Medical tourism in India and Pakistan responsible for spread of NDM-1

Added 18/08/2010


A new superbug, NDM-1, has been brought into UK hospitals thanks to medical tourism in India and Pakistan. A report in the Lancet, one of the UK’s leading medical journals, criticised medical tourism as the cause of the spread of the enzyme, which is immune to certain antibiotics. Many of the patients that brought NDM-1 over to the UK had travelled abroad to receive plastic surgery, but others were holidaymakers that had been hospitalised due to accidents or sudden illnesses.

NDM-1 stands for New Delhi metallo-beta-lactamase 1 after it first made an appearance in a Swedish man that received medical treatment in New Delhi in 2008. It latches onto different forms of bacteria, such as E. coli, making them immune to antibiotics. There are currently no antibiotics that are effective against NDM-1.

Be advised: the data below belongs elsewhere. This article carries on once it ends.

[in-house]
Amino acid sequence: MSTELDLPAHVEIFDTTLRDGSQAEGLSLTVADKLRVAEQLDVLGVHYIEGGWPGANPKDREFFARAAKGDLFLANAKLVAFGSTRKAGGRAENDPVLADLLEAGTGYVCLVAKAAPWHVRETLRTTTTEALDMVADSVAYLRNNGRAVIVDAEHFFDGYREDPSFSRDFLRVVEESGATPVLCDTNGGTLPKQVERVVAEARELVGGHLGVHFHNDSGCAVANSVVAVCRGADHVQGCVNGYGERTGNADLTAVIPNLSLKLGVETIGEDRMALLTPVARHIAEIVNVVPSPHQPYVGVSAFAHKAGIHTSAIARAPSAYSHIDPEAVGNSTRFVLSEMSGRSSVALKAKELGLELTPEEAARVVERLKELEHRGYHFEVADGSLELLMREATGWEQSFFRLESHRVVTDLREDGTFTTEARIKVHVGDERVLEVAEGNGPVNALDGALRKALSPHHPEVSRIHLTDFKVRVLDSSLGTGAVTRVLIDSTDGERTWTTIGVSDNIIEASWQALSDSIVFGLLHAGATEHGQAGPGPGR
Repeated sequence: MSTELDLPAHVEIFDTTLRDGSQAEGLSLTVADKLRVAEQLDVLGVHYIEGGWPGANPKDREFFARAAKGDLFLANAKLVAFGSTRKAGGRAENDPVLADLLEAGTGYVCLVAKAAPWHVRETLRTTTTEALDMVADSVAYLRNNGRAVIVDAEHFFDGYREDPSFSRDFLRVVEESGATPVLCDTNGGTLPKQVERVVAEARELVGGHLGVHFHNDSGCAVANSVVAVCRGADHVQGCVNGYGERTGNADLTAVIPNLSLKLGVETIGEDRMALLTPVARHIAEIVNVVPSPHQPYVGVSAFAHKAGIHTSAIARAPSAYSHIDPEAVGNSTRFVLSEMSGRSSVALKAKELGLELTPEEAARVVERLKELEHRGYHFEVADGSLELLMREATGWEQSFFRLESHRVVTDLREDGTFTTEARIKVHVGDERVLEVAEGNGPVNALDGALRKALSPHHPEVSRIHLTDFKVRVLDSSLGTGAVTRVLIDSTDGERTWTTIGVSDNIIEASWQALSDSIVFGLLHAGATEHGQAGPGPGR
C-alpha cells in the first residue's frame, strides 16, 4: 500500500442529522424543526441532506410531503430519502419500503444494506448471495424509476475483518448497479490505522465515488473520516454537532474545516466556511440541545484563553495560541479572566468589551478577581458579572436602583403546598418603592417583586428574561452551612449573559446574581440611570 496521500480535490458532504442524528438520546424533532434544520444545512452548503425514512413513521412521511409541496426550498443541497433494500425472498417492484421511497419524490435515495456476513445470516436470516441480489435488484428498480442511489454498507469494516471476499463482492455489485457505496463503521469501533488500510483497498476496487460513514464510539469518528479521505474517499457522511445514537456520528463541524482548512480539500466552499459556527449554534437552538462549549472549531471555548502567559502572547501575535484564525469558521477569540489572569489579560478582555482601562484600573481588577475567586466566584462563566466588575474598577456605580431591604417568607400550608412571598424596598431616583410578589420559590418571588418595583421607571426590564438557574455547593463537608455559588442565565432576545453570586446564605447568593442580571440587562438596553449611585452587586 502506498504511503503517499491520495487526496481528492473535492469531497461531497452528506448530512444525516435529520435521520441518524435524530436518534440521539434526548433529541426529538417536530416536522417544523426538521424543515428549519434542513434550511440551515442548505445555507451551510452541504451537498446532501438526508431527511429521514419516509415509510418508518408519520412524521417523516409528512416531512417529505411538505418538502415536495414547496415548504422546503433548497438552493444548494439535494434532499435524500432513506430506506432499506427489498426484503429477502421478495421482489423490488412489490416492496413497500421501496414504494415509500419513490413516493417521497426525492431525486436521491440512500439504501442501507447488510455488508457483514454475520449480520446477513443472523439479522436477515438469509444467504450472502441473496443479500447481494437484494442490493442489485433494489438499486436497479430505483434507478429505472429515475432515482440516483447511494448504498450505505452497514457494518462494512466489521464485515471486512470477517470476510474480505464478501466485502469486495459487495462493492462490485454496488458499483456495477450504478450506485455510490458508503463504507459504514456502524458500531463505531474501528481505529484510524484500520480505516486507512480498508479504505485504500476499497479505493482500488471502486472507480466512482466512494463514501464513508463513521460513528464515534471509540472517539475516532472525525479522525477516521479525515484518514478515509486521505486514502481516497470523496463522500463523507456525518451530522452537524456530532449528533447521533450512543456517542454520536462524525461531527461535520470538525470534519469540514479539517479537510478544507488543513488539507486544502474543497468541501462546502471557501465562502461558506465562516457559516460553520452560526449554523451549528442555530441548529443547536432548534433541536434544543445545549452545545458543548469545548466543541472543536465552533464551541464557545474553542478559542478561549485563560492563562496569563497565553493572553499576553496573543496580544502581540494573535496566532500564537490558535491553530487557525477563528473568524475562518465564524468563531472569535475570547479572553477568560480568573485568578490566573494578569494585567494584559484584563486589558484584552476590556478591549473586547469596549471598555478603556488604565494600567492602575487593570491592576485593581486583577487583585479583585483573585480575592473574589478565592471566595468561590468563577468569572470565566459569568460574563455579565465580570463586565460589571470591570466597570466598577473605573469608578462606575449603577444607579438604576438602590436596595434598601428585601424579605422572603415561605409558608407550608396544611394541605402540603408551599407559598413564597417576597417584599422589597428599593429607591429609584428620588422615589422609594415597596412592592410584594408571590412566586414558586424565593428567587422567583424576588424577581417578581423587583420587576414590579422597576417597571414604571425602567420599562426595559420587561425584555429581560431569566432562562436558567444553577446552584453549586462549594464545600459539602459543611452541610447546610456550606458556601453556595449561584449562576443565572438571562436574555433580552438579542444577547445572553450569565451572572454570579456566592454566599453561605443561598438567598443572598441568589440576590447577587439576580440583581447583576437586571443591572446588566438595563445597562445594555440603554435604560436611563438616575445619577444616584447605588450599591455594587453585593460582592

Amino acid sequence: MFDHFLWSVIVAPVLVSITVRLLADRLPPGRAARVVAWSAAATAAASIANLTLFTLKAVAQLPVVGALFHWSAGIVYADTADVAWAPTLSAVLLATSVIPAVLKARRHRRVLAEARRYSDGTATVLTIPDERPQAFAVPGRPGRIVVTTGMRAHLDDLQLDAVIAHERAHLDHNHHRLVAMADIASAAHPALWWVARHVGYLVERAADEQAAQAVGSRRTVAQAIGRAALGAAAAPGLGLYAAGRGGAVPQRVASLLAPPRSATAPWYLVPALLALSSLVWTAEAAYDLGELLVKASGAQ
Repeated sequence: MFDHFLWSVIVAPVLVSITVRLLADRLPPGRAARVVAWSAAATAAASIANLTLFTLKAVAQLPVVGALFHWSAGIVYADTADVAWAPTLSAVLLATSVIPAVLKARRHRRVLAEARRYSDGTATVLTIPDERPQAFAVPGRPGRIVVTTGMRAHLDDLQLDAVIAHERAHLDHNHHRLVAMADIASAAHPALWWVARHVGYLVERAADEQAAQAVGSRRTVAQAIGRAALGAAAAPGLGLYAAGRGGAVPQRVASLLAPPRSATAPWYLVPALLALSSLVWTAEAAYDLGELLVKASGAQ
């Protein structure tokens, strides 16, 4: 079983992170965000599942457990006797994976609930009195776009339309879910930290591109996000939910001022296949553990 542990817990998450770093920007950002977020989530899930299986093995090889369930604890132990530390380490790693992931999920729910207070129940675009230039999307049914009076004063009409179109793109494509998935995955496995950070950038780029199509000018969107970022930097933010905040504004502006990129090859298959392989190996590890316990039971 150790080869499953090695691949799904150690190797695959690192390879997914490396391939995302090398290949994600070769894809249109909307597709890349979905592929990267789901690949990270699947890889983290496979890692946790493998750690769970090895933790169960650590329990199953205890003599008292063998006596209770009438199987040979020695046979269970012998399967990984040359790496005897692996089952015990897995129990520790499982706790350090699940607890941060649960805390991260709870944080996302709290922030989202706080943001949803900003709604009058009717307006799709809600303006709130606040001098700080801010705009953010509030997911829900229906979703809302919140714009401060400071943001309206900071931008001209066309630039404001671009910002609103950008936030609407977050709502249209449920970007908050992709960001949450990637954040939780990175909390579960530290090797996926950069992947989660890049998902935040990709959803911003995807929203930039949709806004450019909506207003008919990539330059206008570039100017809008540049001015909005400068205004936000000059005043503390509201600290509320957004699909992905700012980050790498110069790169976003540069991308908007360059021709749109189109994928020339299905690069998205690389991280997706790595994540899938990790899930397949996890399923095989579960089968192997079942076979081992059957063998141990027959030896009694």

Around 50 patients have contracted NDM-1 in the UK and infections have already begun to spread through UK hospitals. As it continues to spread, the enzyme could make all bacterial diseases immune to antibiotics. To prevent the spread of NDM-1, patients need to be isolated.

People might now think twice about travelling to India and Pakistan for medical tourism. If anyone is admitted to hospital in India or Pakistan and they fall ill when they return home, they should tell their doctor that they were in hospital abroad so that they know to look out for NDM-1.

Every year thousands of Brits travel abroad for medical tourism to receive plastic surgery or other medical treatment that they cannot afford at home. With the threat of NDM-1 already on our doorstep, how will it affect medical tourism?

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